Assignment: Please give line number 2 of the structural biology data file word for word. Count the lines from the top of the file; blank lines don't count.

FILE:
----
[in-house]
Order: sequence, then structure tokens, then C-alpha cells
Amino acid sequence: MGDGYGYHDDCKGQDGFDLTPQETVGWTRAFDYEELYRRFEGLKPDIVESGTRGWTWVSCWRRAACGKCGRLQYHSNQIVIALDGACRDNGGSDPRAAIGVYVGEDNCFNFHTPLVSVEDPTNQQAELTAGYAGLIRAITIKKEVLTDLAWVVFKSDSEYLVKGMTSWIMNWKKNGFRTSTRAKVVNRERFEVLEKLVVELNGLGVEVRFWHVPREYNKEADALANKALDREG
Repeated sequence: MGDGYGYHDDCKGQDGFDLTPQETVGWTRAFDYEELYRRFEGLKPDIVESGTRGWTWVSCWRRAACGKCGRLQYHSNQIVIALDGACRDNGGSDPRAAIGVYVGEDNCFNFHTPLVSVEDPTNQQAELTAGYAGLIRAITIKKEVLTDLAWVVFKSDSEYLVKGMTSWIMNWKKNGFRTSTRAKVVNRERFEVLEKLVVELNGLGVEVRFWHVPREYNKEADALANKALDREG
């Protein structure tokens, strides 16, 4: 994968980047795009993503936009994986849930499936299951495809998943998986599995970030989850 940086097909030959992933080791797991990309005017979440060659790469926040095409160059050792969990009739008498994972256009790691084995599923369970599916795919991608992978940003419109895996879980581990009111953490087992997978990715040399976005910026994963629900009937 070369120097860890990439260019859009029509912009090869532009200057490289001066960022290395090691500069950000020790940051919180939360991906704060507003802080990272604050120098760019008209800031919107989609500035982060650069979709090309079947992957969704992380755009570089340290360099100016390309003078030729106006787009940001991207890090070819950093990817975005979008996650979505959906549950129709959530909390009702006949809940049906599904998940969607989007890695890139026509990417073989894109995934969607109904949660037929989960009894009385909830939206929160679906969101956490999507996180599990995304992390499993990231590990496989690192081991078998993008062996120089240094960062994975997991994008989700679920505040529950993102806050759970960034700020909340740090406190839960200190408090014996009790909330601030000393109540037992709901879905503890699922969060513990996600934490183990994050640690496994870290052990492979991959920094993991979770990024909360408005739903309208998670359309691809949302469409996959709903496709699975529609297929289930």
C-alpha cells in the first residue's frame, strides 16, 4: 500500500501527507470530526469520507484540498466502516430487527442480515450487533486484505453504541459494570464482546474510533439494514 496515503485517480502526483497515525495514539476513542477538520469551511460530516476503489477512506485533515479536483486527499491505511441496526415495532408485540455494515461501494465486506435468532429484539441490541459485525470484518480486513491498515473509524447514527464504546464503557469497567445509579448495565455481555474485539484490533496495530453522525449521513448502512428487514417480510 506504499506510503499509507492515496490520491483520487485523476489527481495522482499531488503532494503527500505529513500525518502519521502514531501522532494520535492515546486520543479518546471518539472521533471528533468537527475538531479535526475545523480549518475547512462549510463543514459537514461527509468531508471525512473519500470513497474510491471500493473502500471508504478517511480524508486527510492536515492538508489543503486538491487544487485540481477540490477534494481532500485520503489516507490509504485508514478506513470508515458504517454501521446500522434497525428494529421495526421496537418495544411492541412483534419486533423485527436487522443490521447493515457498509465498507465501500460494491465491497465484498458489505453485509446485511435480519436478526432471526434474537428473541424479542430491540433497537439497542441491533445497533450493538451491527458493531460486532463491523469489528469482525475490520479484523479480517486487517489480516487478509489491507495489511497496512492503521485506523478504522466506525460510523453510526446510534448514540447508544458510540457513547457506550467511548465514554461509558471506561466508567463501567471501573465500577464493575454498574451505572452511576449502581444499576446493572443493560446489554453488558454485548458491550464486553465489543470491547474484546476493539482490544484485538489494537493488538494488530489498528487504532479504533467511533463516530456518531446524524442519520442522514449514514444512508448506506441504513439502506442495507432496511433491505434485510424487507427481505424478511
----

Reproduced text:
Order: sequence, then structure tokens, then C-alpha cells